As a conservationist and backpacker, I'm tired of being called an elitist. Oh, I've gotten used to hearing such things from my ideological enemies. When former Arizona congressman Sam Steiger used to fulminate about "heavy breathers" and "green bigots," I could detach myself from the issue at hand and award a few points for excellence in invective. But it rankles when so acute an observer as The Post's William Greider ["The Rise of Corporate Environmentalism," Outlook, Jan. 4] joins in the jeering.

I take as my test a remark in Grieder's essay. "There is a flavor of class bias surrounding certain environmental issues, protecting pristine shores and woodlands for the precious few who can afford them." This is one of those nettlesome commonplaces that, upon examination, turn out to be unfounded.

Precious few? No one who has taken to the wilds in recent years could make such a characterization. The trails teem with hikers, the streams ooze canoeists. On the Current River, part of the Ozark National Riverway in Missouri, I have seen canoes pile into each other like cars on a foggy highway.

Yosemite National Park requires each overnight hiking party to submit an itinerary in advance. The purpose is a stagger the parties and lessen their toll on the trails and water sources, and it's a rare plan that wins the rangers' approval without some rerouting. The rangers at Virginia's Shenandoah National Park have been issuing an average of 75,000 wilderness permits annually, most of them covering more than one hiker. Not only are Americans using the back country by the millions; they are using it to the hilt.

Who can afford [to use] them? The outlay needed to equip a backpacker is modest: a careful shopper could probably get by for less than $200. And if you amortize that sum over the number of nights spent in the wilds -- nights that might otherwise have been spent at motels or resorts -- trekking becomes a bargain. In any event, the outlay is minuscule compared with the cost of the campers that many Americans tug into the parks.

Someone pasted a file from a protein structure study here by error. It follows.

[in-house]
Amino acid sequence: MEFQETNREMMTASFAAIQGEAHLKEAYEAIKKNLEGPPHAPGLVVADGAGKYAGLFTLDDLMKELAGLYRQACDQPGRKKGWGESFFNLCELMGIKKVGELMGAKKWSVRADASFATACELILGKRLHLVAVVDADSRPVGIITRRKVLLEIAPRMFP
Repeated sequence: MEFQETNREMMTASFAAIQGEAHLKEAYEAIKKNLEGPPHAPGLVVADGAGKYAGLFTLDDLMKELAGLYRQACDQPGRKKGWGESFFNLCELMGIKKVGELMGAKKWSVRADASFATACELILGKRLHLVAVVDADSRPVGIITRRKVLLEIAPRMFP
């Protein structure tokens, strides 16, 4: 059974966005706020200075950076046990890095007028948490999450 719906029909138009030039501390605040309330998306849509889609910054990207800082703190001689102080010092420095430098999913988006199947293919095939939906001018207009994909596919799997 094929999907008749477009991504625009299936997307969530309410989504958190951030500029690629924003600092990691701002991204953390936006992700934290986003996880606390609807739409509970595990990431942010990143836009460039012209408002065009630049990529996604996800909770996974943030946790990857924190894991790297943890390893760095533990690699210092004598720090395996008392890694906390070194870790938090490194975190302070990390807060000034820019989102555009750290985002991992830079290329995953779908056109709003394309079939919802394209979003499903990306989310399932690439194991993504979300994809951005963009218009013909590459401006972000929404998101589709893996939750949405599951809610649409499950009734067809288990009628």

A recent study by the Department of Government at Idaho State University profiled backpackers and drivers of off-road vehicles. The results confound the prejudice that ORV users better represent the average Joe than do hikers: there is no significant difference in the two groups' incomes, and hikers have more education by only six-tenths of a school year.

I don't mean to deny all connection between wealth and wilderness preservation. Undoubtedly, people require a certain amount of the leisure that characterizes a wealthy society in order to engage in either ORV-driving or backpacking. And it takes a certain level of economic well-being in society as a whole to generate widespread concern for "the commons." Dirt-poor Sudanese can hardly be expected to quit cutting brush for fuel because -- viewed from a satellite -- they are consigning more acreage to the desert. What I am resisting is the assertion that conservationists belong to an exclusive class bent on cordoning off wilderness enclaves from the mass of Americans. There is no such class, and wilderness permits are issued by the most democratic of methods: first come, first served.

At bottom there is something cockeyed about the notion that people who travel in wilderness are an elite. To delight in clean air and water, to respond to natural beauty, to revel in the vigorous exercise of one's limbs and lungs -- all this requires no knowledge of Proust or Schonberg. It demands only the possession of basic human equipment -- senses and muscles. We are standing the concept of elitism on its head -- not to mention admitting that Americans have all but lost an important link with the hardihood of their pioneer ancestors -- when we say it is snotty to walk a wilderness mile.

I have a suspicion as to the real impetus for branding environmentalists as elite. They succeed all out of proportion to their numbers and funding in their battles with agencies and corporations. Hence, disappointed and resentful developers have taken to portraying the Sierra Club and Audubon Society as cabals of haughty whiz-adults. My explanation for their remarkable success is a straightforward and populist one: by and large, as polls continue to show, the environmentalists' message appeals to the average American.